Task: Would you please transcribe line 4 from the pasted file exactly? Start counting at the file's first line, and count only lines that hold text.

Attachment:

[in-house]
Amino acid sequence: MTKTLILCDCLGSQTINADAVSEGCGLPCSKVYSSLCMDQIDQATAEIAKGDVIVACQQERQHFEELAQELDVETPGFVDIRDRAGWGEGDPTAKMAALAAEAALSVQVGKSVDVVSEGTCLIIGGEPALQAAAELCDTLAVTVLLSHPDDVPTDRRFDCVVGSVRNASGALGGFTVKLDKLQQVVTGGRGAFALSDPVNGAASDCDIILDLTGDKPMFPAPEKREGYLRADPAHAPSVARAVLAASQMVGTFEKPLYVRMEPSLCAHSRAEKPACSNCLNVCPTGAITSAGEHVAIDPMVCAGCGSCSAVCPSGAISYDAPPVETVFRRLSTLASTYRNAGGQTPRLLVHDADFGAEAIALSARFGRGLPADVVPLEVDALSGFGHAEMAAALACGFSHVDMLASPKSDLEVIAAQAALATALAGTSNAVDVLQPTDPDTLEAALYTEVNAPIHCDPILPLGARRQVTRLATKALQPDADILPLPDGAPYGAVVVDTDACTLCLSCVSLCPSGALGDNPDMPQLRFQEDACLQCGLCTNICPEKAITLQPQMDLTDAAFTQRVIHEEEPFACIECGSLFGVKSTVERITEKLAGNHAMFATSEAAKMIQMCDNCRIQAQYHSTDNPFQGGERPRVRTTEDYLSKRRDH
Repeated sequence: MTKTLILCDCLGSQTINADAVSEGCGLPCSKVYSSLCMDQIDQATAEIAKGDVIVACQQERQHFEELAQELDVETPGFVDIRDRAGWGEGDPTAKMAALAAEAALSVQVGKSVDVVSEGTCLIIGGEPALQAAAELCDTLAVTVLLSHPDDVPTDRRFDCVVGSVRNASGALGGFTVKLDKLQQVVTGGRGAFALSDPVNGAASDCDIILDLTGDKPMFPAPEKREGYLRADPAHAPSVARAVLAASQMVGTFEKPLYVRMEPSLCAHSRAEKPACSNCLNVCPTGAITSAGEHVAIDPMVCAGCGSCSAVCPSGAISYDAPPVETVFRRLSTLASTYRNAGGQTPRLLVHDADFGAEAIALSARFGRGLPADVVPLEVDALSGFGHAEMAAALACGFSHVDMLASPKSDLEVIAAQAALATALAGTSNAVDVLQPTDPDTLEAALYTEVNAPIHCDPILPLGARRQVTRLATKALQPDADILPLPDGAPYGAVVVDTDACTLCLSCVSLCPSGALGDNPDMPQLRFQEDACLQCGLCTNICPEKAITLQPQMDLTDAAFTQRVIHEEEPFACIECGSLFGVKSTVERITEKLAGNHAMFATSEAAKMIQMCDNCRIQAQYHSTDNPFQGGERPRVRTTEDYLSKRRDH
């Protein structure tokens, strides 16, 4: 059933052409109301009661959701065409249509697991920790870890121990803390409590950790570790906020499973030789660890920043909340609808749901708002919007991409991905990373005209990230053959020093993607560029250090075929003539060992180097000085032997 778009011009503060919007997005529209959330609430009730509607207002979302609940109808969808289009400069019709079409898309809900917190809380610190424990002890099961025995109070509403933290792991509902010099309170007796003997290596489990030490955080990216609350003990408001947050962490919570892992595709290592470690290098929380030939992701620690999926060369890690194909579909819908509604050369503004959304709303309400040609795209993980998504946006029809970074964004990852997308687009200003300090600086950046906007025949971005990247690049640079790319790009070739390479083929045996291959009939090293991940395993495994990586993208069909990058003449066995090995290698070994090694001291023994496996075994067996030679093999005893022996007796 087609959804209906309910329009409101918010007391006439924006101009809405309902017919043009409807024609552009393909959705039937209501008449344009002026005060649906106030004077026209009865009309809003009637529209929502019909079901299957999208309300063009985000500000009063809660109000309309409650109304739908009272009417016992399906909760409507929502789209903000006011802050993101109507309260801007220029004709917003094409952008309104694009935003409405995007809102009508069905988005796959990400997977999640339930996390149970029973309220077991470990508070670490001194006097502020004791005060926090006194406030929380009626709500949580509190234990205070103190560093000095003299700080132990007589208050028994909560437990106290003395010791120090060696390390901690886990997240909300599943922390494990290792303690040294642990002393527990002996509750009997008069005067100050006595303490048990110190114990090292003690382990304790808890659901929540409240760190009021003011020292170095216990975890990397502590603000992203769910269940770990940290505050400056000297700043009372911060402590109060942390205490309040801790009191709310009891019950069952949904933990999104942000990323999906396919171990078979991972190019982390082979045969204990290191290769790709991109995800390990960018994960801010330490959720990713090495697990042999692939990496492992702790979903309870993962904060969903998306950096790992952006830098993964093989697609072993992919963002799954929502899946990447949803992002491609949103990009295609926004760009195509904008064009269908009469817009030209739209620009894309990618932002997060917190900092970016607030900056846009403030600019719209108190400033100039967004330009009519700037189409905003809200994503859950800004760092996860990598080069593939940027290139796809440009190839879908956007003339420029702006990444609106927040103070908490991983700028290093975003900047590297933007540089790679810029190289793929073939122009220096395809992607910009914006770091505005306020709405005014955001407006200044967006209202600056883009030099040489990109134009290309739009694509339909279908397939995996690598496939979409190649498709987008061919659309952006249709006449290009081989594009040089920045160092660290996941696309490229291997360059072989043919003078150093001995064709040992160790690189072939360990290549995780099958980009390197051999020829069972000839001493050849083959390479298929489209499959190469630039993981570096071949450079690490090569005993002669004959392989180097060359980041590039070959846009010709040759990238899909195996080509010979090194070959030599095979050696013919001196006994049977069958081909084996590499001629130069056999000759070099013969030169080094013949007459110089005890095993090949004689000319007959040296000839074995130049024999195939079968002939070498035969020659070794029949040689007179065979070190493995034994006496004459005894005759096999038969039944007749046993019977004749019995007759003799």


């Protein structure tokens, strides 16, 4: 059933052409109301009661959701065409249509697991920790870890121990803390409590950790570790906020499973030789660890920043909340609808749901708002919007991409991905990373005209990230053959020093993607560029250090075929003539060992180097000085032997 778009011009503060919007997005529209959330609430009730509607207002979302609940109808969808289009400069019709079409898309809900917190809380610190424990002890099961025995109070509403933290792991509902010099309170007796003997290596489990030490955080990216609350003990408001947050962490919570892992595709290592470690290098929380030939992701620690999926060369890690194909579909819908509604050369503004959304709303309400040609795209993980998504946006029809970074964004990852997308687009200003300090600086950046906007025949971005990247690049640079790319790009070739390479083929045996291959009939090293991940395993495994990586993208069909990058003449066995090995290698070994090694001291023994496996075994067996030679093999005893022996007796 087609959804209906309910329009409101918010007391006439924006101009809405309902017919043009409807024609552009393909959705039937209501008449344009002026005060649906106030004077026209009865009309809003009637529209929502019909079901299957999208309300063009985000500000009063809660109000309309409650109304739908009272009417016992399906909760409507929502789209903000006011802050993101109507309260801007220029004709917003094409952008309104694009935003409405995007809102009508069905988005796959990400997977999640339930996390149970029973309220077991470990508070670490001194006097502020004791005060926090006194406030929380009626709500949580509190234990205070103190560093000095003299700080132990007589208050028994909560437990106290003395010791120090060696390390901690886990997240909300599943922390494990290792303690040294642990002393527990002996509750009997008069005067100050006595303490048990110190114990090292003690382990304790808890659901929540409240760190009021003011020292170095216990975890990397502590603000992203769910269940770990940290505050400056000297700043009372911060402590109060942390205490309040801790009191709310009891019950069952949904933990999104942000990323999906396919171990078979991972190019982390082979045969204990290191290769790709991109995800390990960018994960801010330490959720990713090495697990042999692939990496492992702790979903309870993962904060969903998306950096790992952006830098993964093989697609072993992919963002799954929502899946990447949803992002491609949103990009295609926004760009195509904008064009269908009469817009030209739209620009894309990618932002997060917190900092970016607030900056846009403030600019719209108190400033100039967004330009009519700037189409905003809200994503859950800004760092996860990598080069593939940027290139796809440009190839879908956007003339420029702006990444609106927040103070908490991983700028290093975003900047590297933007540089790679810029190289793929073939122009220096395809992607910009914006770091505005306020709405005014955001407006200044967006209202600056883009030099040489990109134009290309739009694509339909279908397939995996690598496939979409190649498709987008061919659309952006249709006449290009081989594009040089920045160092660290996941696309490229291997360059072989043919003078150093001995064709040992160790690189072939360990290549995780099958980009390197051999020829069972000839001493050849083959390479298929489209499959190469630039993981570096071949450079690490090569005993002669004959392989180097060359980041590039070959846009010709040759990238899909195996080509010979090194070959030599095979050696013919001196006994049977069958081909084996590499001629130069056999000759070099013969030169080094013949007459110089005890095993090949004689000319007959040296000839074995130049024999195939079968002939070498035969020659070794029949040689007179065979070190493995034994006496004459005894005759096999038969039944007749046993019977004749019995007759003799």